Tuesday, November 9, 2021

Deutsche Telekom dishonors patent license agreement with IPCom eight years on: spurious antitrust case goes to trial in Mannheim on 23rd

With respect to patent licensing firm IPCom, Deutsche Telekom has a propensity to do things that make observers shake their heads in disbelief.

I still remember overhearing a conversation at the Mannheim courthouse on June 21, 2013. That Friday, the court held a Motorola v. Apple FRAND rate-setting trial that drew huge interest from the German patent litigation community. During a break, lawyers involved with Nokia's and HTC's defenses against IPCom just couldn't fathom the WHY and the WHEN of the Deutsche Telekom-IPCom settlement that was announced earlier that week. At that juncture, there was no injunction looming large--there wasn't even one on the horizon. By settling for sheer convenience, Deutsche Telekom unnecessarily complicated things for Nokia and HTC by giving IPCom substantial new resources and a comparable license agreement with a view to the ND in FRAND.

The amount was described by Reuters sources as being in the "low to medium triple-digit" million euro range. What I heard at the time was roughly 200 million euros. Later there was speculation that Deutsche Telekom's then-outgoing CEO had simply instructed the patent department to settle the dispute, period, just so he wouldn't have to negotiate a hold-harmless clause for that case as part of his exit package.

Fast forward by eight years, and Deutsche Telekom wants all of that money back. With interest on top. A total of about 300 million euros.

The legal basis? An-ti-trust. Sorry, but . . . WTF?

This move is more bewildering than the decision to settle was in mid-2013. The notion that someone could take a license--presumably just in order to simplify the departure of a CEO--and later turn around and claw back all the royalties just flies in the face of all I know about the intersection of intellectual property and competition law. Deutsche Telekom even seeks to turn the entire deal into a nicely profitable investment by seeking interest way in excess of market rates during the relevant period.

Even without access to the complaint itself, I'm pretty sure antitrust law just doesn't have scope for Deutsche Telekom's cloud-cuckoo-land claims. The Mannheim Regional Court's Second Civil Chamber (Presiding Judge: Dr. Holger Kircher) will have to hear the matter in two weeks from today, but that's because German civil procedure doesn't provide such instruments as a motion to dismiss for failure to state a claim.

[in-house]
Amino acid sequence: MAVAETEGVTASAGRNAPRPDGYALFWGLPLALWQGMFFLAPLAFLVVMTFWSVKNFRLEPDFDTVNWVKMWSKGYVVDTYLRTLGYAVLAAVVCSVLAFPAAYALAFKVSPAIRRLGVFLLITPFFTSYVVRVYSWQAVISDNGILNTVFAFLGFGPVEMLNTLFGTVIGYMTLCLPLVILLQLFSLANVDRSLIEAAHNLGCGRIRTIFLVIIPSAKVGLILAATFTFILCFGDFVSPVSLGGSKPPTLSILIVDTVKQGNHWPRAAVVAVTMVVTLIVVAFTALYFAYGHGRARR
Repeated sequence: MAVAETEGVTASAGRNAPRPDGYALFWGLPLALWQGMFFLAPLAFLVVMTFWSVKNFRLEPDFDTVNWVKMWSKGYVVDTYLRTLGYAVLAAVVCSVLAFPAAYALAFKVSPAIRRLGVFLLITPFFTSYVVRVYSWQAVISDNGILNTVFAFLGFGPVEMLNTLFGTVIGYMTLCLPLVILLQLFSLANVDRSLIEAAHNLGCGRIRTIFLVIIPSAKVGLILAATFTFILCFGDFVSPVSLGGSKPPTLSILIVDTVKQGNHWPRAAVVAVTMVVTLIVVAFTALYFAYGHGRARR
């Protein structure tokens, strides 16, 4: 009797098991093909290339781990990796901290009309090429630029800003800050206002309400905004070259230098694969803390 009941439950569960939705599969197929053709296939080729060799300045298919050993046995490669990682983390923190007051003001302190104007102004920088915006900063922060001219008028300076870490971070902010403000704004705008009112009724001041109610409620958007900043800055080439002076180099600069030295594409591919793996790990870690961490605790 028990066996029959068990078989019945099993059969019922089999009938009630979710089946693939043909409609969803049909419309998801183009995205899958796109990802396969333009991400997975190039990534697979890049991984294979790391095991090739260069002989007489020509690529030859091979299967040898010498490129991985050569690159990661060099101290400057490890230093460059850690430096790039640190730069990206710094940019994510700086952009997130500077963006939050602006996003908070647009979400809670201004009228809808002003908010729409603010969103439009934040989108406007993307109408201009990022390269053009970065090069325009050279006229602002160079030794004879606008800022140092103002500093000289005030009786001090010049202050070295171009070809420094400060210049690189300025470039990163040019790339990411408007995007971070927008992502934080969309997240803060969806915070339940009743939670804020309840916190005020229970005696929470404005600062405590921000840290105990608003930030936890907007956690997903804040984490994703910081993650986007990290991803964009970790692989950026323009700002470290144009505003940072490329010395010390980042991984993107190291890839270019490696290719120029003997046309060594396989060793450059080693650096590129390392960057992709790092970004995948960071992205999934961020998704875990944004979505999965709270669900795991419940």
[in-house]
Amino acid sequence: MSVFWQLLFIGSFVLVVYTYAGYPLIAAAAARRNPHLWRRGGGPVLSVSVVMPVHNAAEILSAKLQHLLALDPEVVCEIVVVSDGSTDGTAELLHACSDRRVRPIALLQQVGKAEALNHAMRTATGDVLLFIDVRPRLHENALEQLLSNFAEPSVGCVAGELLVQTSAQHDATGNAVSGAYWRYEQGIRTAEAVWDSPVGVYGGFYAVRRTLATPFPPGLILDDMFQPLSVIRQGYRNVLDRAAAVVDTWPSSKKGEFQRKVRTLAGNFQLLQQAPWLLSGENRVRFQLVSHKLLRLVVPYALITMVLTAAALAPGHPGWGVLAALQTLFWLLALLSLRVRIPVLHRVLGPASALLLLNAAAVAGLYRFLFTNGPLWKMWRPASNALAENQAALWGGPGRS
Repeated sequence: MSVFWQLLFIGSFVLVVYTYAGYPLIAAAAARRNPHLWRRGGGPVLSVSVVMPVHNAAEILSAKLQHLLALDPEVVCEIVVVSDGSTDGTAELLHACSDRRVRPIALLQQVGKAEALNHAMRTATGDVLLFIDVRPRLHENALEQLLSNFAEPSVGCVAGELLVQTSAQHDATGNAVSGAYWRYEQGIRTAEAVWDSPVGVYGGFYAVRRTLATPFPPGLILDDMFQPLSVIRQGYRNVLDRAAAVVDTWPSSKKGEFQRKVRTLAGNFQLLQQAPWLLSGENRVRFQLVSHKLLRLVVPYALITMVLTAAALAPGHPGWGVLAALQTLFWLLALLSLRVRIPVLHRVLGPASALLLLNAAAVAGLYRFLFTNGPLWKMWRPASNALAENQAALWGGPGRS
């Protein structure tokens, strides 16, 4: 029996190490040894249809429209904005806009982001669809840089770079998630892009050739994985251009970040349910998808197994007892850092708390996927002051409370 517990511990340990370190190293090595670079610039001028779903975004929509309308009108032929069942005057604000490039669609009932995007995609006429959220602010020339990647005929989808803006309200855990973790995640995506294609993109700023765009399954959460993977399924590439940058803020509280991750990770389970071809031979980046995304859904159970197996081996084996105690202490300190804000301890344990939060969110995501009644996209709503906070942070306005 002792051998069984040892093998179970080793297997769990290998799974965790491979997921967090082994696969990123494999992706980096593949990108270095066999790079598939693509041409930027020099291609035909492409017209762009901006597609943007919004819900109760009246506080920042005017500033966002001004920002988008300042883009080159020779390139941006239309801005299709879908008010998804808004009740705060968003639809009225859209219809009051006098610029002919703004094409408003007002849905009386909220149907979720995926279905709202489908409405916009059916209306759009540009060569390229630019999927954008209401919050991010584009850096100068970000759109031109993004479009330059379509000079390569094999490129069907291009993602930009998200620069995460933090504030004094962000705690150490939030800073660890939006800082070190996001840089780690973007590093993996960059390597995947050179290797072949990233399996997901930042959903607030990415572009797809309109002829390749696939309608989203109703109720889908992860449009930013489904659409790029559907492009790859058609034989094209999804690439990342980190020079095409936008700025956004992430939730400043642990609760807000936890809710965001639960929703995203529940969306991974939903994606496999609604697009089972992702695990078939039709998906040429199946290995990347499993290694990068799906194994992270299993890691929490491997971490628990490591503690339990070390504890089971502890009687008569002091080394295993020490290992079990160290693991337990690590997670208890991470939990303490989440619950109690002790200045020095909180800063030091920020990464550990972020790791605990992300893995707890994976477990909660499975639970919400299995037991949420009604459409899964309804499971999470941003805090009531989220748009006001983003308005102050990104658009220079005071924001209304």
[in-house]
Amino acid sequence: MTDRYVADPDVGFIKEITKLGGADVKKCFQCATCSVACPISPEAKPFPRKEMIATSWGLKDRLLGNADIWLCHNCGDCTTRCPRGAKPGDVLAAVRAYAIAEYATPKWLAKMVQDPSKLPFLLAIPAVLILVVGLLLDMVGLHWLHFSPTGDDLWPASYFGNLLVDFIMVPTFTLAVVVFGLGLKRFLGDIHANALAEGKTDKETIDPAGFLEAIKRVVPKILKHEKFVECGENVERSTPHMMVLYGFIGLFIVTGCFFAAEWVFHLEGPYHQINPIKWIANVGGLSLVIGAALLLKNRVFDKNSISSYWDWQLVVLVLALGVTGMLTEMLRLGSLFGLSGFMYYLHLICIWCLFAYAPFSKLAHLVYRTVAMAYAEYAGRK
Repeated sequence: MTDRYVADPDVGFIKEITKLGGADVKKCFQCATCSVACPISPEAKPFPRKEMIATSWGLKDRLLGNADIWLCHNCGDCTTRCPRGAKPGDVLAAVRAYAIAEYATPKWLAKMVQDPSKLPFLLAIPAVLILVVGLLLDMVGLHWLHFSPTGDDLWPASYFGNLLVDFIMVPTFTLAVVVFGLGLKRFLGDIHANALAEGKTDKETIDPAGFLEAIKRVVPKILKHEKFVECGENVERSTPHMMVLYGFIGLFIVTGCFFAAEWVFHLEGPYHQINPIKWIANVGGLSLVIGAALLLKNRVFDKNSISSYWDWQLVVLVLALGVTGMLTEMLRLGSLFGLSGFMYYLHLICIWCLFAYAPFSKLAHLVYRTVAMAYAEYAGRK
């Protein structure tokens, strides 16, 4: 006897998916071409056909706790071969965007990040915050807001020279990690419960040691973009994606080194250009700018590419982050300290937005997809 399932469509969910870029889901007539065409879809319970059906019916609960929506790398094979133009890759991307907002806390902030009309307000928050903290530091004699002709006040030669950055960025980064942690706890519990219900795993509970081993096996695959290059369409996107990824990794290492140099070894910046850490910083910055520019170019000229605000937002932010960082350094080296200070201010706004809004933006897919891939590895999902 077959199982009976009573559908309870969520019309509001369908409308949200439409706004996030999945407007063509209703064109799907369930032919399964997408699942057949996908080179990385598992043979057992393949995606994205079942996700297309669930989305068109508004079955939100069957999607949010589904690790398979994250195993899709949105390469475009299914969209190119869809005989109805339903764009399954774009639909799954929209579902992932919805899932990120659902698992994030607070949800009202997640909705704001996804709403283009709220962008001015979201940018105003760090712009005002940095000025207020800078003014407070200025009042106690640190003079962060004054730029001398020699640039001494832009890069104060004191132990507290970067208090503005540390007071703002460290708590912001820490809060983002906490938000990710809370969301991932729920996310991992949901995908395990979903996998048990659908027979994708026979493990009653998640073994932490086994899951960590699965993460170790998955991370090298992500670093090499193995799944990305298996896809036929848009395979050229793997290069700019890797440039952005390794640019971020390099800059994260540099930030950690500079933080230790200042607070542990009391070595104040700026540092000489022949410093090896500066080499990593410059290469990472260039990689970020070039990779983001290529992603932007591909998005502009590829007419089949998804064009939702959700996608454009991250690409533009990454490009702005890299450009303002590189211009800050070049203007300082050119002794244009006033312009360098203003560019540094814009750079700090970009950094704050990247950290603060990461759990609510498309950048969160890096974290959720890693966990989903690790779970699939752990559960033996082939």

This may very well be the most meritless patent-related antitrust case ever to have been brought in Germany, yet Deutsche Telekom's course of action raises serious policy concerns.

Licensing is the most common way to settle patent infringement disputes. I have consistently advocated a balanced approach to SEP enforcement: defendants must have rights. But when a license agreement is reached, that is supposed to be the end of the story. That's the whole point of a settlement.

Deutsche Telekom appears to be bullying, driven by buyer's remorse and using its gigantic resources to put pressure on a small company. Even if the magenta-colored carrier just came close to prevailing on a fraction of its claim, it would shake the foundations of patent licensing with profound implications for the entire innovation economy.

Normally, the term "unwilling licensee" means in a SEP context that a party should be enjoined because it isn't seeking a license on FRAND terms in good faith. Deutsche Telekom now shows that one may be a willing licensee for many years only to turn around later.

It's hard to imagine that the contract in question has a loophole that allows for such a refund with interest. The agreement was undoubtedly drafted and signed by people who knew exactly what they were doing. That makes it all the more worrying that Deutsche Telekom is now attempting to get its money back.

Deutsche Telekom portrays itself a purely defensive player of the patent game, but it has a reputation for bullying. Its suppliers always have to fear getting a call that gives them an ultimatum to take a license to some third-party patents (St. Lawrence is an example) lest they lose the magenta giant's business. Might makes right? Maybe in the telecommunications market, but presumably not in the Mannheim court.

It's highly doubtful that this here benefits Deutsche Telekom on the bottom line. They may seek retribution against IPCom for suing Sprint (which effectively got acquired by Deutsche Telekom/T-Mobile) in the Eastern District of Texas. But Deutsche Telekom has to deal with so many patent holders all the time--and they aren't all non-practicing entities, by the way. All patentees want their licensees to honor their license agreements. Not only doesn't Deutsche Telekom's IPCom "antitrust" case make sense in its own right but why would a company risk losing the trust of all its current and future licensors?

This conduct gives private antitrust enforcement a bad name.

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